US Navy's X-47B UCAS Aircraft

Discussion in 'World Armed Forces' started by Jeff Head, Sep 21, 2012.

  1. Jeff Head
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    Jeff Head General
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    THE US NAVY's X-47B UNMANNED COMBAT AIR SYSTEM

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    US NAVY X-47B UCAS

    In August 2007, the U.S. Navy selected Northrop Grumman as the prime contractor for the Unmanned Combat Air System Carrier Demonstration (UCAS-D) program. The program will provide the capability of an autonomous, low-observable unmanned aircraft to perform the first-ever carrier launches and recoveries, and autonomous aerial refueling. It will lead to an operational UCAS that will perform medium to long range recon, surveillance, and attack and interdiction missions.

    [video=youtube;5Oe7j85lOII]http://www.youtube.com/embed/5Oe7j85lOII[/video]​

    The first flight of the X47-B occurred at Edwards Airforce Base on February 4, 2011. US aircraft carrier qualification will occur in 2013.

    The six-year $635.8 million contract calls for the development of two X-47B fighter-sized, long-range, high endurance aircraft designated the X-47B. Test activities are in progress that will lead to completion of the Navy's carrier launch and recovery objectives by 2013. Successful at-sea trials will set the stage for potential follow-on acquisition programs and operational production in the 2016-2018 time frame

    The X-47B is equipped with an avionics suite supplied by BAE Systems Platform Solutions of Johnson City, New York. The avionics and vehicle management computer performs flight control processing, autopilot control, engine control processing, mission command and control, navigation and other functions.

    The computer features an embedded, open-architecture CsLEOS real-time operating system which uses 'brick-wall' time and memory partitioning to allow multiple applications to run on the same system without interfering with each other.

    The system also provides multiple scheduling modes, allowing users to switch between different schedule profiles in real time.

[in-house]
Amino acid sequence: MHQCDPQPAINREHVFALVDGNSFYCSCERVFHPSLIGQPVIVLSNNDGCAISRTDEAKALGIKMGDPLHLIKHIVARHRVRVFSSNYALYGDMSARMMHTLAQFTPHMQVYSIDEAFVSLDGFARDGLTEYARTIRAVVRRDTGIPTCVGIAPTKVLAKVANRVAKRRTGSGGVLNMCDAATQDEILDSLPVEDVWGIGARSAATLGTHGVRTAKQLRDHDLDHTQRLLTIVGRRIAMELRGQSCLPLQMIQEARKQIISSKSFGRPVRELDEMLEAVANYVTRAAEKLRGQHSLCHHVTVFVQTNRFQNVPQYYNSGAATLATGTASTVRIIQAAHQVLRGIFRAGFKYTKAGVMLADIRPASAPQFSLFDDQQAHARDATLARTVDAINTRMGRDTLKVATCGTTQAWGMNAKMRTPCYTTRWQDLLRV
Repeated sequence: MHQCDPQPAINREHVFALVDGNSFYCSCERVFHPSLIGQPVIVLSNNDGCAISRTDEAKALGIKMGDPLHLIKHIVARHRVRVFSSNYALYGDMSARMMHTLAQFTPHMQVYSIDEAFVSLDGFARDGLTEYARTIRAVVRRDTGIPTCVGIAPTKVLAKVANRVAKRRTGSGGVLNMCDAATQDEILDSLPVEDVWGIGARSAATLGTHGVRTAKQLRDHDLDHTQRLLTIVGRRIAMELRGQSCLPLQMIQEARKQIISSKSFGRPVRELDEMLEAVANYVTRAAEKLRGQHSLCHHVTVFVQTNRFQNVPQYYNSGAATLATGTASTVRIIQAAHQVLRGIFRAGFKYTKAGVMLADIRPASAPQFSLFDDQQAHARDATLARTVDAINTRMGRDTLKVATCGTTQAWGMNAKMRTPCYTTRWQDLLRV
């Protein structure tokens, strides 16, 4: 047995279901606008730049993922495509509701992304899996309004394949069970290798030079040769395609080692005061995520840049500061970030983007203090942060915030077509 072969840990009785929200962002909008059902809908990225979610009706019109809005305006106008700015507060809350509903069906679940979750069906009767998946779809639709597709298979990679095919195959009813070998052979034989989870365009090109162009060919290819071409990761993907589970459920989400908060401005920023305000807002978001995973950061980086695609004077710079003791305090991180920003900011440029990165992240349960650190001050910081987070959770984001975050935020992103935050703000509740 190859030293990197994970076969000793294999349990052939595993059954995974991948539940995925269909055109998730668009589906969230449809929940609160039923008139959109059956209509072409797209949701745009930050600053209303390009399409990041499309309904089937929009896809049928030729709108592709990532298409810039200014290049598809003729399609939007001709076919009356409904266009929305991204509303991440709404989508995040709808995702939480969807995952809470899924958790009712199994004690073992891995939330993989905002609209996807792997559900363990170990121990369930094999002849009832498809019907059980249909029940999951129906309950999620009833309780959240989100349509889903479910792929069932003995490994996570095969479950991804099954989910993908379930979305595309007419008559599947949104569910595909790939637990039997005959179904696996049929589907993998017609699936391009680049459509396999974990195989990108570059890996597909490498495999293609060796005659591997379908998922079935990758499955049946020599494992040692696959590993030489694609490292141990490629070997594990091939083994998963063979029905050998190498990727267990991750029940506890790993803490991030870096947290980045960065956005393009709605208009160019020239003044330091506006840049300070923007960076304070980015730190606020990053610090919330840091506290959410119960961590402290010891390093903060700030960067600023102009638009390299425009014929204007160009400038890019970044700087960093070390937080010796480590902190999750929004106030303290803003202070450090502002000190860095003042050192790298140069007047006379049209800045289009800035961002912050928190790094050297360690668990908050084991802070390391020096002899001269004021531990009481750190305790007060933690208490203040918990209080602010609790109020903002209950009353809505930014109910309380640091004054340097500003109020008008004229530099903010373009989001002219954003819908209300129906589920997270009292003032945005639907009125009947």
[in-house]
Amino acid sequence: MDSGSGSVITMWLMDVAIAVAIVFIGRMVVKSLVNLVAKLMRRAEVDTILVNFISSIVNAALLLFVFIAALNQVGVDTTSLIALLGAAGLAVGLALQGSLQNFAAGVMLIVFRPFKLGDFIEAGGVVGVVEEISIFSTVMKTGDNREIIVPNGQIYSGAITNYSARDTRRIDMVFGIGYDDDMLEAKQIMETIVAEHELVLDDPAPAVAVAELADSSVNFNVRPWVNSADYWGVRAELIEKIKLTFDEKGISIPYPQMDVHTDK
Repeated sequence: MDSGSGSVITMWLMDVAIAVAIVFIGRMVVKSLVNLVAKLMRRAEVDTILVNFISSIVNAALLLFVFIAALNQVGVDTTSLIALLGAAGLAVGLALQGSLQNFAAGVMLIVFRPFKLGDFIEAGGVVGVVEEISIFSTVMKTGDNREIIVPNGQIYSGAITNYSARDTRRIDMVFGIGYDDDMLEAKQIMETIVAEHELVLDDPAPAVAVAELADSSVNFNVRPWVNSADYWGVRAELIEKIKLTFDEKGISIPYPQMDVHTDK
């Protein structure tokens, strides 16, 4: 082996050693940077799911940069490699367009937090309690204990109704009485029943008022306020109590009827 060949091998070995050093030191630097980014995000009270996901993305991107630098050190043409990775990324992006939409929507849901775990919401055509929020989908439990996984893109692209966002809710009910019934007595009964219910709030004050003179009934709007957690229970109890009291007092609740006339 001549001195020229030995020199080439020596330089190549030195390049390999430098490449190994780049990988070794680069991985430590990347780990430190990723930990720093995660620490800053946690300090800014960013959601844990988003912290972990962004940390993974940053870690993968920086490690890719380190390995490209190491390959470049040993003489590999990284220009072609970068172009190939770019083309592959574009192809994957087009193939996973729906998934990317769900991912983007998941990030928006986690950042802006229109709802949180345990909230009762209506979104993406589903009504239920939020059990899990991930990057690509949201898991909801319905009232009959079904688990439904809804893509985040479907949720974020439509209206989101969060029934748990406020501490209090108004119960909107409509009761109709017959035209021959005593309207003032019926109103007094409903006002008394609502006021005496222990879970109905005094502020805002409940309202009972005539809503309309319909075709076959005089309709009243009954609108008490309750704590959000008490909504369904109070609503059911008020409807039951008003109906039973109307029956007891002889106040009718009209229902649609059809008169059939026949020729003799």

The navigation systems include the US Navy shipboard relative global positioning system (SRGPS) automatic landing system.

    The aircraft is powered by a single Pratt & Whitney Canada JT15D-5C turbofan engine rated at 14,19kN. The air vehicle carries 472kg of fuel but has a maximum capacity of 717kg of fuel for long-range operations or for increased loiter times.


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  2. Jeff Head
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    Jeff Head General
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    These type aircraft will work great under an uimbrella of air dominance or major air superiority conditions (which condiions would have to first be achieved by Super Hornets or F-35Cs)...and depending on how good their stealth is, perhaps in contested air circumstances for recon and surveillance and targets of opportunity.

    But they are also planned to be CE capable and able to be controlled by accompanying Super Hornets or F-35Cs such that they can have protection from the fighters and guided into their launch or station points.

    Will be interesting to see how many they actually embark. Right now the talk is initially of a small squadron of 4-6 per carrier, though I would not be surprised to see a squadron of eight. If they do well, I expect that number will increase.
     
    #2 Jeff Head, Sep 22, 2012
    Last edited: Nov 28, 2012
  3. Bltizo
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    Surely not -- the flight characteristics of this type of plane is suited mostly (I'd say only) for strike and surveillance missions.